rss.shrm.org | Theresa Agovino
Old soldiers never die, they just fade away.” It’s a line from a U.S. Army ballad famously quoted by Gen. Douglas MacArthur in his farewell address to the U.S. Congress in 1951. MacArthur’s leadership helped the Allies win World War II, and it was the conflict’s veterans who shaped the workplace in the years following SHRM’s founding.
The GIs based their organizations’ structures on their military experience. The result was largely rigid, hierarchical systems that demanded a respect for authority and strictly dictated working styles, hours and promotional structures. The model those old soldiers created has been fading with them—though it hasn’t been completely dismantled—as new generations march into leadership. Few members of the Silent Generation (those born between the mid-1920s and 1945) remain in the workplace, and Baby Boomers (born between 1946 and 1964)—at least the older ones, who also embraced the formula—are increasingly scarce.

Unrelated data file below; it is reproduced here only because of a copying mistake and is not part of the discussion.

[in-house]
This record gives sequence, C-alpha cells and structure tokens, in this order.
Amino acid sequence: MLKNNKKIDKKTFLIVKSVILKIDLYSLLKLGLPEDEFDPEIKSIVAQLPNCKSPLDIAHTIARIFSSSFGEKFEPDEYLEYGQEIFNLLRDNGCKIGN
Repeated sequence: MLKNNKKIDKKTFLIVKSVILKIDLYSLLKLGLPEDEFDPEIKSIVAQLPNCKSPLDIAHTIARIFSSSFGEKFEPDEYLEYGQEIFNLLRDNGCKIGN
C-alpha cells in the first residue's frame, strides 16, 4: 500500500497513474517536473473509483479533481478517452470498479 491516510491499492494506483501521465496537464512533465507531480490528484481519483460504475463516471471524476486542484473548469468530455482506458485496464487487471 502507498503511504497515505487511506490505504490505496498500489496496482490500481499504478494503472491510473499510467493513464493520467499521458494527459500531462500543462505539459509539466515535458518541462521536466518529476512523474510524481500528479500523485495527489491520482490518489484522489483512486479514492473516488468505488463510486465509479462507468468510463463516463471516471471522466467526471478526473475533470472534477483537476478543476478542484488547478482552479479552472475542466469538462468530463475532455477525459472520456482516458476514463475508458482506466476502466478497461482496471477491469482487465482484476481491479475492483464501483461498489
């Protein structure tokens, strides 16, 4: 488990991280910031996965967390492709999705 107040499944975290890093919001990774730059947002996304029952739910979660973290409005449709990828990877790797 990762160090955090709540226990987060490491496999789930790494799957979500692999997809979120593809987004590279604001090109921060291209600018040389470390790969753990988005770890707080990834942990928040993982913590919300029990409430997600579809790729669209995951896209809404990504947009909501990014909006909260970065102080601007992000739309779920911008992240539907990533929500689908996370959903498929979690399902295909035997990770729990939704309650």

That former system worked well for those storied generations, in part because their employment coincided with a long period of economic growth. Their loyalty was rewarded with lifelong employment, steady promotions and pensions. But newer generations have brought different expectations to the workplace, and rigid rules have softened in recent years as a result.
The tenets of the postwar arrangement began to fray in the 1970s, as globalization devastated many U.S. businesses and the…
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